A rose wine has some of the color typical of a red wine, but only enough to turn it pink. The pink colour can range from a pale orange to a vivid near-purple, depending on the grapes and wine making techniques.
Historically rose was quite a delicate, dry wine, exemplified by Anjou rose from the Loire. In fact the original claret was a pale ('clairet') wine from Bordeaux that would probably now be described as a rose.
After the Second World War, there was a fashion for medium-sweet rose's for mass-market consumption, the classic examples being Mateus Rose and the American "blush" wines of the 1970's.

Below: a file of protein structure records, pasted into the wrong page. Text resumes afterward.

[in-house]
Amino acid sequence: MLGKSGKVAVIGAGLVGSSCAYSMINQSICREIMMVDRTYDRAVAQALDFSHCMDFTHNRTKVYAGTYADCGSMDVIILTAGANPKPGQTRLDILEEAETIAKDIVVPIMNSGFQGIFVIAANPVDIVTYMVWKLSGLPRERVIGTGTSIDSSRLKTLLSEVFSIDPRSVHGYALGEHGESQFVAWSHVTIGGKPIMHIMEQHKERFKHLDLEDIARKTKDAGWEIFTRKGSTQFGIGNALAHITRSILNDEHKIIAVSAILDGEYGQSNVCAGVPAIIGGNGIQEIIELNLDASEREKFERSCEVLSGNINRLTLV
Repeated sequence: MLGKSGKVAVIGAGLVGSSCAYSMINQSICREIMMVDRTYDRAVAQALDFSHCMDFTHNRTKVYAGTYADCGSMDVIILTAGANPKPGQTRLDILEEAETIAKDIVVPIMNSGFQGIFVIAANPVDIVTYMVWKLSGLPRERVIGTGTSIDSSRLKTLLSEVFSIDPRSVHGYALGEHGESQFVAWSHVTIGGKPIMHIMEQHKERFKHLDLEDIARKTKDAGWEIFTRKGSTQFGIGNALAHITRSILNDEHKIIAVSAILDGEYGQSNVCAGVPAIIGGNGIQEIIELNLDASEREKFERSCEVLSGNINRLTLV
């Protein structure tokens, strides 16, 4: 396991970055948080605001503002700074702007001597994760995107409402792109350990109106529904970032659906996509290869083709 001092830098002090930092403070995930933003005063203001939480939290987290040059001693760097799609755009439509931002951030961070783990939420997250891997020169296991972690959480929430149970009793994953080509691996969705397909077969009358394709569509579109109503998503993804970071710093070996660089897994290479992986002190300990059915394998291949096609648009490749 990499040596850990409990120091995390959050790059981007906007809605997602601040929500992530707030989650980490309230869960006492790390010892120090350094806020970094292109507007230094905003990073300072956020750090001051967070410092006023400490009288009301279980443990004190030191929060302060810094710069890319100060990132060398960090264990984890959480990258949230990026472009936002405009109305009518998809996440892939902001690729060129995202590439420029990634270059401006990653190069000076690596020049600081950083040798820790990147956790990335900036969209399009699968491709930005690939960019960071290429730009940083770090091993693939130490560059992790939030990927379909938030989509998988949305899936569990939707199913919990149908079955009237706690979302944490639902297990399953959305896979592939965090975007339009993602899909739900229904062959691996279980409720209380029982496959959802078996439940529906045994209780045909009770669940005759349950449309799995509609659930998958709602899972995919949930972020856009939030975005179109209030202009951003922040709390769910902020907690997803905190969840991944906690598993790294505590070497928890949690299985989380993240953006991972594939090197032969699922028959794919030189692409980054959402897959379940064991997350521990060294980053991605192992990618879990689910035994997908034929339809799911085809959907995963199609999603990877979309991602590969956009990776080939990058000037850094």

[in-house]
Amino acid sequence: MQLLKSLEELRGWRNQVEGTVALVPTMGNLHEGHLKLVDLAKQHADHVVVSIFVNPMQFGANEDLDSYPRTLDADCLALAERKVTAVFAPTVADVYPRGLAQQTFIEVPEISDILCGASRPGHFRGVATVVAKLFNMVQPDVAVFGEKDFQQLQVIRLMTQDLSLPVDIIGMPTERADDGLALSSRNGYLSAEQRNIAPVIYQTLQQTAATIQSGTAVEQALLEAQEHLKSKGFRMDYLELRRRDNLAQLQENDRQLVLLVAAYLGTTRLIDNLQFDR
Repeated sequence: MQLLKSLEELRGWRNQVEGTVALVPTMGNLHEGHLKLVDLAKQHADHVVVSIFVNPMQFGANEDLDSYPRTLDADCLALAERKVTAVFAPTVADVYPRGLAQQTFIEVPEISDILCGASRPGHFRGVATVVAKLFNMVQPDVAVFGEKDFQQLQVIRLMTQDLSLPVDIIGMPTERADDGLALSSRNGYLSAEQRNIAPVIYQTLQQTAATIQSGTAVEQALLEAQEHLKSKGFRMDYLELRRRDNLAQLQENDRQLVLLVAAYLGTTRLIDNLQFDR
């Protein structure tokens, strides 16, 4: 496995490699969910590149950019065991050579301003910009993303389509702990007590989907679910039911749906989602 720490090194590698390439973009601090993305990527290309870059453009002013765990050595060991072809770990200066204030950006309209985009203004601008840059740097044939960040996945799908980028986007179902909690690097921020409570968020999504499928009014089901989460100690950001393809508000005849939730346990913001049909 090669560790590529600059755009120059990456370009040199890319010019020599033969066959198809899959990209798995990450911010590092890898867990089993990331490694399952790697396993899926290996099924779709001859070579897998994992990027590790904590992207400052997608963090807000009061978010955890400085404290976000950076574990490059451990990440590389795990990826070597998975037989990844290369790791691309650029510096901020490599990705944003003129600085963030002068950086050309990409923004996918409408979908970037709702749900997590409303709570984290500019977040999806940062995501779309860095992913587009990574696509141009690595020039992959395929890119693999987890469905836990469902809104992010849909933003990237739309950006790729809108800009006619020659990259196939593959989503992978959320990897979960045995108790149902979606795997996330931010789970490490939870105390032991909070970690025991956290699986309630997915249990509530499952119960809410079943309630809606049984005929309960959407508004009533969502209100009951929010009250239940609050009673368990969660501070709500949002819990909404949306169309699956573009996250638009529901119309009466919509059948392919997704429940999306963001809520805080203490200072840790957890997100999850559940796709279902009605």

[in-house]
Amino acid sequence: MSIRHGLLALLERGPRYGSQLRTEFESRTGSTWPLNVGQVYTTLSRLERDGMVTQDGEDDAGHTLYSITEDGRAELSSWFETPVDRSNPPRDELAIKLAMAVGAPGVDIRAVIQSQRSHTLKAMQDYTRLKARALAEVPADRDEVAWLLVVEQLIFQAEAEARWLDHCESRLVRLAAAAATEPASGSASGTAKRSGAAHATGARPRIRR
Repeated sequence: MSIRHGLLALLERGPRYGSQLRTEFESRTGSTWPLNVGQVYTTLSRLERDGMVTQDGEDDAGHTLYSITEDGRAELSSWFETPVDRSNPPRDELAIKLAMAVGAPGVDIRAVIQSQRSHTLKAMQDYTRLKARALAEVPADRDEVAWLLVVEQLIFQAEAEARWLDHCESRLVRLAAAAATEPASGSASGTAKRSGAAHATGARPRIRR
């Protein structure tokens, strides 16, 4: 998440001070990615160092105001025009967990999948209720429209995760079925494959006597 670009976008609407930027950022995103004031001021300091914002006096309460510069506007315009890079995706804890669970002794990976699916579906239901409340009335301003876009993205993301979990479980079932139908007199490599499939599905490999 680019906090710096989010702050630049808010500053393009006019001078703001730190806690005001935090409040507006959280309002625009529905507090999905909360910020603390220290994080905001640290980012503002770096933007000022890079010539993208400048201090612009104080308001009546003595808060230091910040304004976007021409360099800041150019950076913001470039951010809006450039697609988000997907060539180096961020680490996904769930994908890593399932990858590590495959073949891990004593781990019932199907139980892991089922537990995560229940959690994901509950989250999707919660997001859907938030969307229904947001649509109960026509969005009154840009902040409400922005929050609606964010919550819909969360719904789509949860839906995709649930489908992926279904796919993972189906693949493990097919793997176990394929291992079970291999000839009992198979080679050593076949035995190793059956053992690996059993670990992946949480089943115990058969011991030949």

The pendulum now seems to be swinging back towards a drier, 'bigger' style. These wines are made from Rhone grapes like Syrah, Grenache and Carignan in hotter regions such as Provence, the Languedoc and Australia. In France, rose has now exceeded white wines in sales.